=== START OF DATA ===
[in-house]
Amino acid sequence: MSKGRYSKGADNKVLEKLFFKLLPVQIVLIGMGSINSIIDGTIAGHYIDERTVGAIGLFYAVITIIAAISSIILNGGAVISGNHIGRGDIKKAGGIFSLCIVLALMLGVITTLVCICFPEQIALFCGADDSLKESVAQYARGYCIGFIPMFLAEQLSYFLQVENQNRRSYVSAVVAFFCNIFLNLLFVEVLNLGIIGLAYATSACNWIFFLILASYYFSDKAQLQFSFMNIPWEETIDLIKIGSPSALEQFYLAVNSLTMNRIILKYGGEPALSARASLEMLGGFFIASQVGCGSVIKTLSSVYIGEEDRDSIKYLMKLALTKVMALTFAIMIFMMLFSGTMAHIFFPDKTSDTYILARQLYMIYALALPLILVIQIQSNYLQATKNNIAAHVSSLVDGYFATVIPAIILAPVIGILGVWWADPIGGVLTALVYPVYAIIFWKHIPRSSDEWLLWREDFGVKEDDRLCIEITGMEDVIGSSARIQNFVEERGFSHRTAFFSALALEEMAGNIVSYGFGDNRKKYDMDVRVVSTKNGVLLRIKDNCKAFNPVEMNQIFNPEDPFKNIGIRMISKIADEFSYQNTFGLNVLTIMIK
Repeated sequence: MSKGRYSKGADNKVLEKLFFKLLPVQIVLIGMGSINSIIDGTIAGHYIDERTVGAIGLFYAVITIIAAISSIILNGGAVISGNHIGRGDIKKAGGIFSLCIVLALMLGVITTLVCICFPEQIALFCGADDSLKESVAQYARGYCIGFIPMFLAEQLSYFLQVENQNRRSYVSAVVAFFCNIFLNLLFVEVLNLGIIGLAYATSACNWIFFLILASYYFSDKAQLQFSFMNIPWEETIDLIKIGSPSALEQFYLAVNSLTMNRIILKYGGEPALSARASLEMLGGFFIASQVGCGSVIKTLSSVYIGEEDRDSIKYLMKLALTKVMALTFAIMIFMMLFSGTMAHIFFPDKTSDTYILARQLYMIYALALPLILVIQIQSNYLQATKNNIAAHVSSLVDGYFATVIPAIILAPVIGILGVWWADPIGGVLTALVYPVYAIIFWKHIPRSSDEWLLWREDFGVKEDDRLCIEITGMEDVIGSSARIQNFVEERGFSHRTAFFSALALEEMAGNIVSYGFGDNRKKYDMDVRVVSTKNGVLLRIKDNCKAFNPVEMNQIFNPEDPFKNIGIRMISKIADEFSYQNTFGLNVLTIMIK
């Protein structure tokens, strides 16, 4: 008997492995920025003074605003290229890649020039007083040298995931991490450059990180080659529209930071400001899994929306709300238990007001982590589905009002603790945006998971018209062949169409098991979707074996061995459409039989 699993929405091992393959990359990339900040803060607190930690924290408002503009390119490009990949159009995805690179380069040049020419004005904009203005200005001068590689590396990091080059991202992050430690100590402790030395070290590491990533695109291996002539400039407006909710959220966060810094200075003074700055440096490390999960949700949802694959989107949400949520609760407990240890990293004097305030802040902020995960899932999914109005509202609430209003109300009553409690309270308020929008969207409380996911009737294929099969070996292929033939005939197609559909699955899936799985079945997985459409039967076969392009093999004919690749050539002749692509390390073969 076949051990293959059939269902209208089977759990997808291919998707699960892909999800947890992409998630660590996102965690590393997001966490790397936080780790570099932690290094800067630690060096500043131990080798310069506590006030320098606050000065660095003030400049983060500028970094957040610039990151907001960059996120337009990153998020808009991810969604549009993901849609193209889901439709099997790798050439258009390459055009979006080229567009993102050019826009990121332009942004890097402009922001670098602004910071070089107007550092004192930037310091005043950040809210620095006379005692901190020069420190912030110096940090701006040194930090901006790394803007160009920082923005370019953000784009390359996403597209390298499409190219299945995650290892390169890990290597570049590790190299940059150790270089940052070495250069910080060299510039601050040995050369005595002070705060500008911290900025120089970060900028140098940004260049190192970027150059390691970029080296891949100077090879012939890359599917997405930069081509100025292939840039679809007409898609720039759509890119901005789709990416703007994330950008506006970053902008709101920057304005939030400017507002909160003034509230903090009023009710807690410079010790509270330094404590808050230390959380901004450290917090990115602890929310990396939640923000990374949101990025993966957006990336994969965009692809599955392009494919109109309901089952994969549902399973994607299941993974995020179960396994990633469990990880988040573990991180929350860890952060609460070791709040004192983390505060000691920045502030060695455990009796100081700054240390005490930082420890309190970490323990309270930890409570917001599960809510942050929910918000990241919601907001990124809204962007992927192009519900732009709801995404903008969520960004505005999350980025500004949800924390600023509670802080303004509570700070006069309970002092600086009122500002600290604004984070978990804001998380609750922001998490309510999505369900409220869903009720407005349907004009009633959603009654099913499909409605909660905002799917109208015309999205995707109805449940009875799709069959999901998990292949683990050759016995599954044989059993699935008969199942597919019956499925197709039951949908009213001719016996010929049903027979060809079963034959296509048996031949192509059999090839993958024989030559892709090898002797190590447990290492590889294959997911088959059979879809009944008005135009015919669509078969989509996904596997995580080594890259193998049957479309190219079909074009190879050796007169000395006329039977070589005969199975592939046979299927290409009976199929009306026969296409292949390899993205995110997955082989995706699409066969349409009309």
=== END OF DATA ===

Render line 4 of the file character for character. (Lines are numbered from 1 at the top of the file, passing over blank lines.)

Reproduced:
């Protein structure tokens, strides 16, 4: 008997492995920025003074605003290229890649020039007083040298995931991490450059990180080659529209930071400001899994929306709300238990007001982590589905009002603790945006998971018209062949169409098991979707074996061995459409039989 699993929405091992393959990359990339900040803060607190930690924290408002503009390119490009990949159009995805690179380069040049020419004005904009203005200005001068590689590396990091080059991202992050430690100590402790030395070290590491990533695109291996002539400039407006909710959220966060810094200075003074700055440096490390999960949700949802694959989107949400949520609760407990240890990293004097305030802040902020995960899932999914109005509202609430209003109300009553409690309270308020929008969207409380996911009737294929099969070996292929033939005939197609559909699955899936799985079945997985459409039967076969392009093999004919690749050539002749692509390390073969 076949051990293959059939269902209208089977759990997808291919998707699960892909999800947890992409998630660590996102965690590393997001966490790397936080780790570099932690290094800067630690060096500043131990080798310069506590006030320098606050000065660095003030400049983060500028970094957040610039990151907001960059996120337009990153998020808009991810969604549009993901849609193209889901439709099997790798050439258009390459055009979006080229567009993102050019826009990121332009942004890097402009922001670098602004910071070089107007550092004192930037310091005043950040809210620095006379005692901190020069420190912030110096940090701006040194930090901006790394803007160009920082923005370019953000784009390359996403597209390298499409190219299945995650290892390169890990290597570049590790190299940059150790270089940052070495250069910080060299510039601050040995050369005595002070705060500008911290900025120089970060900028140098940004260049190192970027150059390691970029080296891949100077090879012939890359599917997405930069081509100025292939840039679809007409898609720039759509890119901005789709990416703007994330950008506006970053902008709101920057304005939030400017507002909160003034509230903090009023009710807690410079010790509270330094404590808050230390959380901004450290917090990115602890929310990396939640923000990374949101990025993966957006990336994969965009692809599955392009494919109109309901089952994969549902399973994607299941993974995020179960396994990633469990990880988040573990991180929350860890952060609460070791709040004192983390505060000691920045502030060695455990009796100081700054240390005490930082420890309190970490323990309270930890409570917001599960809510942050929910918000990241919601907001990124809204962007992927192009519900732009709801995404903008969520960004505005999350980025500004949800924390600023509670802080303004509570700070006069309970002092600086009122500002600290604004984070978990804001998380609750922001998490309510999505369900409220869903009720407005349907004009009633959603009654099913499909409605909660905002799917109208015309999205995707109805449940009875799709069959999901998990292949683990050759016995599954044989059993699935008969199942597919019956499925197709039951949908009213001719016996010929049903027979060809079963034959296509048996031949192509059999090839993958024989030559892709090898002797190590447990290492590889294959997911088959059979879809009944008005135009015919669509078969989509996904596997995580080594890259193998049957479309190219079909074009190879050796007169000395006329039977070589005969199975592939046979299927290409009976199929009306026969296409292949390899993205995110997955082989995706699409066969349409009309």